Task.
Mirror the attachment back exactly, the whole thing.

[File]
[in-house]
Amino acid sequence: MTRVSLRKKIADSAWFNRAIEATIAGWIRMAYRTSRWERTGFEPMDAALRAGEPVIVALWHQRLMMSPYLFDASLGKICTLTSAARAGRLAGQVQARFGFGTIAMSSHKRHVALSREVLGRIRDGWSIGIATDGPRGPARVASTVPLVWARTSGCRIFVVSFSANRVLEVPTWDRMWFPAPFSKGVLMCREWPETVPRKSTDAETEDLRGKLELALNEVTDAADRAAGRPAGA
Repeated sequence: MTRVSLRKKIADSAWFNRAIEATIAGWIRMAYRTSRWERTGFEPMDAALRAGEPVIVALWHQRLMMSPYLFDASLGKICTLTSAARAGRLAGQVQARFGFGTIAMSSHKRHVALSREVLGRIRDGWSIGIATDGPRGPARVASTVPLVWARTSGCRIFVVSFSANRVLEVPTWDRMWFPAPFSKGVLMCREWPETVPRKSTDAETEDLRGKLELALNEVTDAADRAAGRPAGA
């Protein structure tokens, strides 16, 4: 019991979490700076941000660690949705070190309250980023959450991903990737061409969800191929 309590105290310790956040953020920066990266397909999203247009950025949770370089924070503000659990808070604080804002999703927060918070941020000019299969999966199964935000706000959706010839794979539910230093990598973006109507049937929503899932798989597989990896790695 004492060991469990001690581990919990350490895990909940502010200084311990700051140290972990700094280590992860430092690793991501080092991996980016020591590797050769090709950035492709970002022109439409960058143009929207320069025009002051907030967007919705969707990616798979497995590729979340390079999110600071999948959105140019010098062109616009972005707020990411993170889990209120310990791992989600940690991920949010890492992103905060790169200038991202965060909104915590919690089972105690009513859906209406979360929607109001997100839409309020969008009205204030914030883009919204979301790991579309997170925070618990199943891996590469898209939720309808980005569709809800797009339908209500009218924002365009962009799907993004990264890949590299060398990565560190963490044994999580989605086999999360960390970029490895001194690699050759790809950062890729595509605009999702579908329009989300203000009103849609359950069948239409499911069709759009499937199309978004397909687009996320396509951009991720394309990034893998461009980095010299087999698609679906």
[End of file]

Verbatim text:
[in-house]
Amino acid sequence: MTRVSLRKKIADSAWFNRAIEATIAGWIRMAYRTSRWERTGFEPMDAALRAGEPVIVALWHQRLMMSPYLFDASLGKICTLTSAARAGRLAGQVQARFGFGTIAMSSHKRHVALSREVLGRIRDGWSIGIATDGPRGPARVASTVPLVWARTSGCRIFVVSFSANRVLEVPTWDRMWFPAPFSKGVLMCREWPETVPRKSTDAETEDLRGKLELALNEVTDAADRAAGRPAGA
Repeated sequence: MTRVSLRKKIADSAWFNRAIEATIAGWIRMAYRTSRWERTGFEPMDAALRAGEPVIVALWHQRLMMSPYLFDASLGKICTLTSAARAGRLAGQVQARFGFGTIAMSSHKRHVALSREVLGRIRDGWSIGIATDGPRGPARVASTVPLVWARTSGCRIFVVSFSANRVLEVPTWDRMWFPAPFSKGVLMCREWPETVPRKSTDAETEDLRGKLELALNEVTDAADRAAGRPAGA
């Protein structure tokens, strides 16, 4: 019991979490700076941000660690949705070190309250980023959450991903990737061409969800191929 309590105290310790956040953020920066990266397909999203247009950025949770370089924070503000659990808070604080804002999703927060918070941020000019299969999966199964935000706000959706010839794979539910230093990598973006109507049937929503899932798989597989990896790695 004492060991469990001690581990919990350490895990909940502010200084311990700051140290972990700094280590992860430092690793991501080092991996980016020591590797050769090709950035492709970002022109439409960058143009929207320069025009002051907030967007919705969707990616798979497995590729979340390079999110600071999948959105140019010098062109616009972005707020990411993170889990209120310990791992989600940690991920949010890492992103905060790169200038991202965060909104915590919690089972105690009513859906209406979360929607109001997100839409309020969008009205204030914030883009919204979301790991579309997170925070618990199943891996590469898209939720309808980005569709809800797009339908209500009218924002365009962009799907993004990264890949590299060398990565560190963490044994999580989605086999999360960390970029490895001194690699050759790809950062890729595509605009999702579908329009989300203000009103849609359950069948239409499911069709759009499937199309978004397909687009996320396509951009991720394309990034893998461009980095010299087999698609679906």